John went back to court again. This time, the judge asked John to bring a mechanic to Taoyuan to look over the car and determine the actual cause of the problem. Once this was done, John went back to court again. All in all, he’s had half a dozen court appearances in the past eight weeks. At the last hearing, the judge ordered the owner to have the problem fixed. Um, hello. This is the third time the judge has ordered the car to be fixed and nothing has happened. The final decision was this: If the problem ended up having something to do with the engine, then the owner would have to pay, and if it didn’t have anything to do with the engine, then he and John would share the costs. This seemed reasonable to us as we just want it all to be over.
Just today (eight weeks later), John got a call from the garage saying that the car was ready to be picked up. But, when he got down to Taoyuan, he found out that the owner had told the garage to go ahead and tune up everything on the car and then asked the garage to present the $12,000 bill to John!
John was livid. He’s the owner of the car. No one had any right to do extra work on the car without his permission. He managed to get the car out of the garage by telling them that the owner would be paying the remainder of the bill. However, at this point, he’s fully expecting to have to go back to court again.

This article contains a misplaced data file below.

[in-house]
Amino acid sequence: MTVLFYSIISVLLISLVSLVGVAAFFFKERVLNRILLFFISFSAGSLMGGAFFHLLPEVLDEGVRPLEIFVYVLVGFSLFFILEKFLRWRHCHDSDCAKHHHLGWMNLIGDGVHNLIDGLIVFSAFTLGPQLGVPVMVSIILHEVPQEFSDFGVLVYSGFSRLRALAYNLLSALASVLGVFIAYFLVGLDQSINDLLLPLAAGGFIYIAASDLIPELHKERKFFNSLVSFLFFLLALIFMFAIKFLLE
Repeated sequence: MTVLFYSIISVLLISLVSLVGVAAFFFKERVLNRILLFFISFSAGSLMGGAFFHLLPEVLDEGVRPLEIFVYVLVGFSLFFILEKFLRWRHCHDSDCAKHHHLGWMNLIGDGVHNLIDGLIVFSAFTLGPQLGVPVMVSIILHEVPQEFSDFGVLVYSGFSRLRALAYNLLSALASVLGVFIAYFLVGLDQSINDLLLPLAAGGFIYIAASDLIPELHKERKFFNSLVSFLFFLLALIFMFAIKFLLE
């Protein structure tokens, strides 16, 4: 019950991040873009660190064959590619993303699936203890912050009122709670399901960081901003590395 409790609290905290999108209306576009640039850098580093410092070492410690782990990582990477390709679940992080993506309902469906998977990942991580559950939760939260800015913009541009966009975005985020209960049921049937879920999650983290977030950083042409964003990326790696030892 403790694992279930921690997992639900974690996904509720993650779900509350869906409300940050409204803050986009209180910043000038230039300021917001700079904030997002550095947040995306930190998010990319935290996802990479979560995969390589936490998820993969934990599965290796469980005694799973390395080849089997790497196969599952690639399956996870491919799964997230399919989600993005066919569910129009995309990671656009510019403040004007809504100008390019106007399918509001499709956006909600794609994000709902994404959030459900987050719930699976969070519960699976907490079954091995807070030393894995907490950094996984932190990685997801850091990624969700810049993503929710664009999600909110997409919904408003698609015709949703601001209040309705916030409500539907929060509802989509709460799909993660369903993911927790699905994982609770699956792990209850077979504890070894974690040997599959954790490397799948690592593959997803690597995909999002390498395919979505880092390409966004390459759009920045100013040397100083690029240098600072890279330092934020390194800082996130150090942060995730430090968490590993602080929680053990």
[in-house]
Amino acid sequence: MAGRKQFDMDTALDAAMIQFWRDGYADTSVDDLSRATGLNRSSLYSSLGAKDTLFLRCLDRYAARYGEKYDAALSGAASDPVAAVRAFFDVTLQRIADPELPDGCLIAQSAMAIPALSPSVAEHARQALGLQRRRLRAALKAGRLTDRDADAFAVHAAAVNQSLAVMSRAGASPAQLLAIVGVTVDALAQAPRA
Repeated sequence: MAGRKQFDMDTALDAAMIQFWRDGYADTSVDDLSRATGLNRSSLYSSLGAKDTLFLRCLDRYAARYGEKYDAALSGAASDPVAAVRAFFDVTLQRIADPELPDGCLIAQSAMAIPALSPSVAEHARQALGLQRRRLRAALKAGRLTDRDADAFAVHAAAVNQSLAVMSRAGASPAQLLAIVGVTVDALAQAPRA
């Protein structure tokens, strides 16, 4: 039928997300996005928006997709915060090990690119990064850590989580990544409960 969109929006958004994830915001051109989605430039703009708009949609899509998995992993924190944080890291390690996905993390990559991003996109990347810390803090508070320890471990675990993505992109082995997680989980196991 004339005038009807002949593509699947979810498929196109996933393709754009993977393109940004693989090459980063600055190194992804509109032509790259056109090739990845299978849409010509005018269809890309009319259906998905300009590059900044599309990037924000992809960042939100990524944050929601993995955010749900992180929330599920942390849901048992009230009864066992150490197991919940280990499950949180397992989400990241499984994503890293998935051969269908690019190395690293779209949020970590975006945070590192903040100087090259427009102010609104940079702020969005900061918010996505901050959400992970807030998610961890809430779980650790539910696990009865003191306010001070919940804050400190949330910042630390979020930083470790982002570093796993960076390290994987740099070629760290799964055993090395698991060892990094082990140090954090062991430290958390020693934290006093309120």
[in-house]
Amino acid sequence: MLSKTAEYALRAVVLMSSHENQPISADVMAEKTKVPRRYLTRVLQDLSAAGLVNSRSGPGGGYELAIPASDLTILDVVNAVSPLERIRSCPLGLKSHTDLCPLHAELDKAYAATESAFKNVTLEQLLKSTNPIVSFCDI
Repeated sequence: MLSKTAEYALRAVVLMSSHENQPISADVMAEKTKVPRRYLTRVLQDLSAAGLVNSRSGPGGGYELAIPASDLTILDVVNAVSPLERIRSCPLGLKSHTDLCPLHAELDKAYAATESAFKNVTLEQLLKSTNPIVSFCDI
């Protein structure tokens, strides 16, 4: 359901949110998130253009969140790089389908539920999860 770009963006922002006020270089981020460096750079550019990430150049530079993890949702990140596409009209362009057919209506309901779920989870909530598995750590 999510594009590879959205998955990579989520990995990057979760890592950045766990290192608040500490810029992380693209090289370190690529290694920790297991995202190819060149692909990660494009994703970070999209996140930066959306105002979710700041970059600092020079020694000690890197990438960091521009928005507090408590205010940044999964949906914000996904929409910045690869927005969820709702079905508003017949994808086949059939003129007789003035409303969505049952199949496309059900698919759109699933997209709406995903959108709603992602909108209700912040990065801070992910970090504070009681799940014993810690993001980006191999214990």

We are sick and tired of having to deal with this. Actually, I shouldn’t say we, because John’s the one who has had to deal with all of this. I don’t often say that things would be different if we were back home, because I feel that we should learn to accept the differences between cultures, but this is just ridiculous! If we were back in North America, surely we would have been presented with a reasonable option by now.
Most times, I believe in”caveat emptor” or “Buyer Beware”, but just as there are laws protecting us from scammers like this in North America, you would think there would be such laws in place here to protect people from these kinds of situations.
The owner and the garage certified that the car was safe to drive and it isn’t. This simple fact should have ended all dispute eight weeks ago.
Moreover, we feel as though we have been taken advantage of because we are foreigners. Some of our Taiwanese friends who have tried to help us out of this mess have indicated that a case like this is extremely rare in Taiwan. Some of them have shown genuine embarrassment about this, and I want to stress that for the most part, I believe that most of the people we meet here are friendly, honest and generally willing to help. We try to extend these same courtesies to the people we meet each day. This isn’t a post to hammer away at all things Taiwanese. Nor is it a post to say one country is better than another. It’s simply a post to let you know that we are extremely frustrated with the system. It stands to reason that this system should be in place for everyone. I can’t see the point in dragging it on and on and on.
The fault we will accept was not taking a friend along at that very first meeting to help us negotiate. Perhaps if we had done that, none of this would have happened.
And my question is this: How does anyone get legal problems solved in this country when it takes so long to get anything accomplished? I’m completely blown away by the disrespect shown towards the judge and his rulings. I’m also surprised to learn that when a judge makes a ruling here, it seems to be completely worthless. Even if John does win this case now, he’s wasted so much time, energy and money that it will render what should be a sweet victory into something incredibly bittersweet.